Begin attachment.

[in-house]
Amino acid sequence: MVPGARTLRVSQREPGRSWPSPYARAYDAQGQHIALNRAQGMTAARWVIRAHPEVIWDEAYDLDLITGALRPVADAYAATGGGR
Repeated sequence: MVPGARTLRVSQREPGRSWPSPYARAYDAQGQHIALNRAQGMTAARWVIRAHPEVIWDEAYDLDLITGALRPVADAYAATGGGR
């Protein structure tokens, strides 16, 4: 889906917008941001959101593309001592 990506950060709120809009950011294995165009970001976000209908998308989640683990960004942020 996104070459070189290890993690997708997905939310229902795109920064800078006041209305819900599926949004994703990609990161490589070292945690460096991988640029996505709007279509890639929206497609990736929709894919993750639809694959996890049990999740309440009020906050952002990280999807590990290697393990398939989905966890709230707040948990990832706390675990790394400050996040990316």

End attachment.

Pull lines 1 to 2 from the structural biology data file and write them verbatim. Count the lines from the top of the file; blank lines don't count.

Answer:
[in-house]
Amino acid sequence: MVPGARTLRVSQREPGRSWPSPYARAYDAQGQHIALNRAQGMTAARWVIRAHPEVIWDEAYDLDLITGALRPVADAYAATGGGR